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Match4Lara - How Social Media is Aiding the Search for Stem Cell Donors

Across the planet, millions of people give blood every year. It's remarkably easy to do in most of the western world, with donation centers and mobile blood banks popping up wherever they are needed. The need for blood donors is ongoing, and the benefit of this universal approach is that no matter who you are, your blood will find its way to someone who needs it, perhaps desperately

Comparatively, stem cell donation is a much more difficult pursuit. It's a far newer practice than blood donation, and it's far more specific. In order to be able to donate stem cells to another person, your DNA has to have a similar structure to theirs, meaning you have to be from the same kind of racial background. In many cases families fulfill this need, but not always, and if the patient is of mixed heritage, things become a lot more difficult. The stem cell donor registry is growing, but slowly, and only around 3% of it currently identifies as mixed race.

Recently, a 24 year old student named Lara Casalotti was diagnosed with a type of Acute Myeloid Leukemia, an aggressive form of cancer. In many cases, a stem cell transplant is the most effective form of treatment, and so it was with Lara, but she's of Chinese-Thai-Italian descent. As such, her, her friends and her family took to Facebook and Twitter to initiate the #match4lara campaign, signal boosting her story in the hopes of finding a donor. A few weeks after the campaign began, she found one

The charity who principally supported the campaign, Antony Nolan, reported an unprecedented spike in stem cell donor registration after the campaign kicked off, and despite the remarkably low odds of finding a matched donor (1 in 25 million, supposedly) it paid off. Since then, a litany of other pages for patients have been supported and promoted by Match 4 Lara, all in the hopes of finding stem cell donors for mixed-race patients.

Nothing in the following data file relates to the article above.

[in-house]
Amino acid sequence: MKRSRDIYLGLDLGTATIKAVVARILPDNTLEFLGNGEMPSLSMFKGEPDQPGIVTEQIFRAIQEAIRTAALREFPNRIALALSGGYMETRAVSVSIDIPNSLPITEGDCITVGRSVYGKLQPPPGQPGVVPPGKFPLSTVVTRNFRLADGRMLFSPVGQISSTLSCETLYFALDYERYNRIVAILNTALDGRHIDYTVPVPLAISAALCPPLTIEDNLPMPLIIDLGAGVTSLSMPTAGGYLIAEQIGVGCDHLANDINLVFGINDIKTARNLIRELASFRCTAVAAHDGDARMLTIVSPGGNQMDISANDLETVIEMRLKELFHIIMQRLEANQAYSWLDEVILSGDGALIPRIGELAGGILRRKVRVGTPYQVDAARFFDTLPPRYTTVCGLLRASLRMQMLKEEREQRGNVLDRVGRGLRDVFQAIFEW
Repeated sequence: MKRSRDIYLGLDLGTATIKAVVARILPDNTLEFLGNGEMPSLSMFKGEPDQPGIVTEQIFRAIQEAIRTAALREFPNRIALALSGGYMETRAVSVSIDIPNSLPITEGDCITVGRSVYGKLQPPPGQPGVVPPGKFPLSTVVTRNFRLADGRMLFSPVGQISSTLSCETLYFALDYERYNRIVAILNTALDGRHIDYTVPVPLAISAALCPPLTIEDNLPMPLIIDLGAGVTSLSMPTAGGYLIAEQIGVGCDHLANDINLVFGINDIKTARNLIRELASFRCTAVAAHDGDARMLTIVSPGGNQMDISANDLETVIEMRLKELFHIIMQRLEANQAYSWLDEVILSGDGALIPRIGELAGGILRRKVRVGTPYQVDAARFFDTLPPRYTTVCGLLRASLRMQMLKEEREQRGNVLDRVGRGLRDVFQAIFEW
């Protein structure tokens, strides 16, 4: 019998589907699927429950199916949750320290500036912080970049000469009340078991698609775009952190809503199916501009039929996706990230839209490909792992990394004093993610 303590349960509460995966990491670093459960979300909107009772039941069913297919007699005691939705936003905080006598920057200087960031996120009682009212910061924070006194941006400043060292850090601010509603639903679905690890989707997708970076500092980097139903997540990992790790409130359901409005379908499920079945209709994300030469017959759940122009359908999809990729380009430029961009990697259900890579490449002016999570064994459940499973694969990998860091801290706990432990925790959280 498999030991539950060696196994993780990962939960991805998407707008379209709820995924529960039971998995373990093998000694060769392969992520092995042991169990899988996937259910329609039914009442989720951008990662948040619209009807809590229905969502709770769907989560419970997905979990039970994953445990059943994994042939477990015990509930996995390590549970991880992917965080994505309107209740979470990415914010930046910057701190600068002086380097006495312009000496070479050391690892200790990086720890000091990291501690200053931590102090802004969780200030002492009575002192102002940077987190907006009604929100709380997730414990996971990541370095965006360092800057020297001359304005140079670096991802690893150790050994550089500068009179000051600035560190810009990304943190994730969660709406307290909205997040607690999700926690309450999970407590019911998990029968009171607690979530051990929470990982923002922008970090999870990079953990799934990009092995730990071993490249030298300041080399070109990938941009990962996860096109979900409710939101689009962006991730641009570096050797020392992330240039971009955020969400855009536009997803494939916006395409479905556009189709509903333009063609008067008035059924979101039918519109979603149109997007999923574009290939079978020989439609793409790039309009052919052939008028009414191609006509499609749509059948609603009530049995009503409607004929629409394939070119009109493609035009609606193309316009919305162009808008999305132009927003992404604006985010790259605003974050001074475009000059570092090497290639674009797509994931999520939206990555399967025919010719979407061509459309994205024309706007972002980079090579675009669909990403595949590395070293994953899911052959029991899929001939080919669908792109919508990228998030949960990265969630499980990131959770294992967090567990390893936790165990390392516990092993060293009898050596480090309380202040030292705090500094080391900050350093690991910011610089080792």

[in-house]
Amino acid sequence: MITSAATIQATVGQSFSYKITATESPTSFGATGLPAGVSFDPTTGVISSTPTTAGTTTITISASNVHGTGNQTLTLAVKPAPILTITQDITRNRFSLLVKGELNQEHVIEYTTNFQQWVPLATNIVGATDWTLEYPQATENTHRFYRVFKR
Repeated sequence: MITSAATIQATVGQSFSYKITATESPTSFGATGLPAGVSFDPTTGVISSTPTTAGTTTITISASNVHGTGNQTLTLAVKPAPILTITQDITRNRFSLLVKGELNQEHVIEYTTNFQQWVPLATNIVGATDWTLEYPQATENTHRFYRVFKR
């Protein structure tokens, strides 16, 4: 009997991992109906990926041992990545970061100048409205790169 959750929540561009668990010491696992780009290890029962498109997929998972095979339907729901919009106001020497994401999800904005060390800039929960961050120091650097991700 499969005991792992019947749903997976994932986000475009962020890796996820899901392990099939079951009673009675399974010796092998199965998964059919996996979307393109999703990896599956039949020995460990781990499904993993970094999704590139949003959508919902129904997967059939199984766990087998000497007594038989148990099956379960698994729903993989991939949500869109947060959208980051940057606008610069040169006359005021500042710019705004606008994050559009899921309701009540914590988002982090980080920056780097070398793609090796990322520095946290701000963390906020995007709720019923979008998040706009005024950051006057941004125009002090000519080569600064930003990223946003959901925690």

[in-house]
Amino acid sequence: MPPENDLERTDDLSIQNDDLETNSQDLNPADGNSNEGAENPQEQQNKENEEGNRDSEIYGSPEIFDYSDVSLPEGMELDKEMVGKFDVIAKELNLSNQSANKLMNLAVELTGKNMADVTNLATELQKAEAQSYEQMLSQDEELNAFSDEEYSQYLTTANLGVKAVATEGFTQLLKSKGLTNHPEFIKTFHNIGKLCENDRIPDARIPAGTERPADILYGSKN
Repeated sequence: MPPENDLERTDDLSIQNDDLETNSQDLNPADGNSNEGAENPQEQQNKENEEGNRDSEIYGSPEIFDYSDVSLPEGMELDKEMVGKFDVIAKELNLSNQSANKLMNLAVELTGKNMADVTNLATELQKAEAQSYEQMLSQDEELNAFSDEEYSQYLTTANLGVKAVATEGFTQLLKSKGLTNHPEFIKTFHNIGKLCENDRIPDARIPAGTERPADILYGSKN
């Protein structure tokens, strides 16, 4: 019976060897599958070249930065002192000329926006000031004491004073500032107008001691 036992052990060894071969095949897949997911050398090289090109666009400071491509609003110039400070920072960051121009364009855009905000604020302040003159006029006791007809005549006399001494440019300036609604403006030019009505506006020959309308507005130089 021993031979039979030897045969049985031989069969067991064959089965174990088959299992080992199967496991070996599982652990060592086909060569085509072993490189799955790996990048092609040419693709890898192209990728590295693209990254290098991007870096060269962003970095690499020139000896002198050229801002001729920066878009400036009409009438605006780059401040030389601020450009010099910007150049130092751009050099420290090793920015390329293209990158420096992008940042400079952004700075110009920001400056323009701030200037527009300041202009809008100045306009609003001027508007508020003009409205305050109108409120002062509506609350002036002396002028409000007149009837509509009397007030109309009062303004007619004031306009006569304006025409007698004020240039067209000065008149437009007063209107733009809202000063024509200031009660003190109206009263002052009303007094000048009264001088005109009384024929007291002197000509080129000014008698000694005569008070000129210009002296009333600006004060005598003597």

As a result, all these antecedent campaigns have received a huge boost, and are now all supporting each other on Twitter and Facebook. It doesn't take a genius to figure out why this approach has been so effective - the stem cell donor register is nowhere near as comprehensive as it needs to be, but Facebook is 1 billion strong database, and people are far more likely to know their racial background than their blood type. What aids this further is how remarkably easy it is to actually get on the register, you simply send away for a kit, spit into a tube and send it back, and none of it costs you a penny. 

Even people who have no likelihood of being a match for the campaigners are encouraged to to get in on the act, simply to increase the scope of the register. This is one of the best examples of the power of influence social media affords being put to good use, it's a cause nobody can argue with, easy to get involved with and reliant on information that everyone knows about themselves. 

If you're interested in getting on the register, the Match 4 Lara team have a handy list of links to different donor registers across the world, which you can see here

Callum is a film school graduate who is now making a name for himself as a journalist and content writer. His vices include flat whites and 90s hip-hop. Follow him @CallumAtSMF

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Match4Lara - How Social Media is Aiding the Search for Stem Cell Donors Reviewed by Unknown on Thursday, February 25, 2016 Rating: 5

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